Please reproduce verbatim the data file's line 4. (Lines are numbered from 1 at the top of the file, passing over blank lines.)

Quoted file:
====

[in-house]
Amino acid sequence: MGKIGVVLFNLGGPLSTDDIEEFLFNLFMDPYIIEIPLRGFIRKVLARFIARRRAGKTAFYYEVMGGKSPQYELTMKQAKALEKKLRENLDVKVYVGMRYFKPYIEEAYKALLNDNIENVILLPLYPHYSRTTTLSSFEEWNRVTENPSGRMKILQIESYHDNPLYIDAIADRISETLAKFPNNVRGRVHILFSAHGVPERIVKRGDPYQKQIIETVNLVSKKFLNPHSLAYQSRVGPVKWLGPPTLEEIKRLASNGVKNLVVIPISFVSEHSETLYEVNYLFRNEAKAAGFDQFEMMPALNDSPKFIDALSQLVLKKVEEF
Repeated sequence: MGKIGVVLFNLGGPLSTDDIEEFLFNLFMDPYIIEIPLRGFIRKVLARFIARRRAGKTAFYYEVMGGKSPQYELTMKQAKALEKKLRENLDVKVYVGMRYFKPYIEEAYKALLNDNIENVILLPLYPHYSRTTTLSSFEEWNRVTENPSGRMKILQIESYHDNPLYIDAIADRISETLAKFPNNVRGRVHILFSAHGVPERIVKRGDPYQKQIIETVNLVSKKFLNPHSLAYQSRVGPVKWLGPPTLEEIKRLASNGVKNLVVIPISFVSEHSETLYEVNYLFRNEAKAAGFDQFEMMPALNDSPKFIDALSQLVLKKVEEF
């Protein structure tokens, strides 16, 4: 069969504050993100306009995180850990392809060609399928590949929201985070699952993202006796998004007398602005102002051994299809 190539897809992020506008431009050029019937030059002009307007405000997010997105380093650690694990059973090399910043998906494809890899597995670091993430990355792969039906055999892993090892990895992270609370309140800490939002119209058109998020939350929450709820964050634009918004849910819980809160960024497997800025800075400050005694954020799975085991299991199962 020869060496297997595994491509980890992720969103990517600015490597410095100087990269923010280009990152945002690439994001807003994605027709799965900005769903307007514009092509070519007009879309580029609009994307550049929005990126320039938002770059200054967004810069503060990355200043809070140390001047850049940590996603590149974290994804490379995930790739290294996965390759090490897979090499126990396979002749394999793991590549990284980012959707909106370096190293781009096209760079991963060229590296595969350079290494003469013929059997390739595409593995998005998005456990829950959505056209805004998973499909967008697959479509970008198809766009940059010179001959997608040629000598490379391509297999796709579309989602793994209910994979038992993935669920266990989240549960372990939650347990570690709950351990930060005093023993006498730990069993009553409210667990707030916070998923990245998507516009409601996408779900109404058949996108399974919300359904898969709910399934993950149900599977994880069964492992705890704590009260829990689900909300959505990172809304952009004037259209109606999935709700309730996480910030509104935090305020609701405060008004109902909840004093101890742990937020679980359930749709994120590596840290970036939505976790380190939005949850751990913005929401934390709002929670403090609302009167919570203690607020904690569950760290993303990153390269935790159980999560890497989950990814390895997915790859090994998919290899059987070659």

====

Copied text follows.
């Protein structure tokens, strides 16, 4: 069969504050993100306009995180850990392809060609399928590949929201985070699952993202006796998004007398602005102002051994299809 190539897809992020506008431009050029019937030059002009307007405000997010997105380093650690694990059973090399910043998906494809890899597995670091993430990355792969039906055999892993090892990895992270609370309140800490939002119209058109998020939350929450709820964050634009918004849910819980809160960024497997800025800075400050005694954020799975085991299991199962 020869060496297997595994491509980890992720969103990517600015490597410095100087990269923010280009990152945002690439994001807003994605027709799965900005769903307007514009092509070519007009879309580029609009994307550049929005990126320039938002770059200054967004810069503060990355200043809070140390001047850049940590996603590149974290994804490379995930790739290294996965390759090490897979090499126990396979002749394999793991590549990284980012959707909106370096190293781009096209760079991963060229590296595969350079290494003469013929059997390739595409593995998005998005456990829950959505056209805004998973499909967008697959479509970008198809766009940059010179001959997608040629000598490379391509297999796709579309989602793994209910994979038992993935669920266990989240549960372990939650347990570690709950351990930060005093023993006498730990069993009553409210667990707030916070998923990245998507516009409601996408779900109404058949996108399974919300359904898969709910399934993950149900599977994880069964492992705890704590009260829990689900909300959505990172809304952009004037259209109606999935709700309730996480910030509104935090305020609701405060008004109902909840004093101890742990937020679980359930749709994120590596840290970036939505976790380190939005949850751990913005929401934390709002929670403090609302009167919570203690607020904690569950760290993303990153390269935790159980999560890497989950990814390895997915790859090994998919290899059987070659």